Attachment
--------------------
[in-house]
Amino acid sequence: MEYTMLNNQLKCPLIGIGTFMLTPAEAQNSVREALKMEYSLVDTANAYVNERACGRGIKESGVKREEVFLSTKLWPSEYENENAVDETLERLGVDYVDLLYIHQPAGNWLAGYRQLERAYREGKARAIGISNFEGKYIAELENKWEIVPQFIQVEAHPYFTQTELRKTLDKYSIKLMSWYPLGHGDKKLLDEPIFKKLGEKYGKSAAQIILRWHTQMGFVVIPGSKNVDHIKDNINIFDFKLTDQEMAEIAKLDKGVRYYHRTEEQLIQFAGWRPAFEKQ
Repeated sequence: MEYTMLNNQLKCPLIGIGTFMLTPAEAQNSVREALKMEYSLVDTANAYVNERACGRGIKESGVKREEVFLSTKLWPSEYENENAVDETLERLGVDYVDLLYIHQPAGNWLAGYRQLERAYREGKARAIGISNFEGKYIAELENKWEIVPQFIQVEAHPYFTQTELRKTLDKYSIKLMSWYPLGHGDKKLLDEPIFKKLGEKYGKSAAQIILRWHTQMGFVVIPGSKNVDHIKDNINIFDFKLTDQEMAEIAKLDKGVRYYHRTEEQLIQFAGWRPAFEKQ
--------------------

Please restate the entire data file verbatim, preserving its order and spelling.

[in-house]
Amino acid sequence: MEYTMLNNQLKCPLIGIGTFMLTPAEAQNSVREALKMEYSLVDTANAYVNERACGRGIKESGVKREEVFLSTKLWPSEYENENAVDETLERLGVDYVDLLYIHQPAGNWLAGYRQLERAYREGKARAIGISNFEGKYIAELENKWEIVPQFIQVEAHPYFTQTELRKTLDKYSIKLMSWYPLGHGDKKLLDEPIFKKLGEKYGKSAAQIILRWHTQMGFVVIPGSKNVDHIKDNINIFDFKLTDQEMAEIAKLDKGVRYYHRTEEQLIQFAGWRPAFEKQ
Repeated sequence: MEYTMLNNQLKCPLIGIGTFMLTPAEAQNSVREALKMEYSLVDTANAYVNERACGRGIKESGVKREEVFLSTKLWPSEYENENAVDETLERLGVDYVDLLYIHQPAGNWLAGYRQLERAYREGKARAIGISNFEGKYIAELENKWEIVPQFIQVEAHPYFTQTELRKTLDKYSIKLMSWYPLGHGDKKLLDEPIFKKLGEKYGKSAAQIILRWHTQMGFVVIPGSKNVDHIKDNINIFDFKLTDQEMAEIAKLDKGVRYYHRTEEQLIQFAGWRPAFEKQ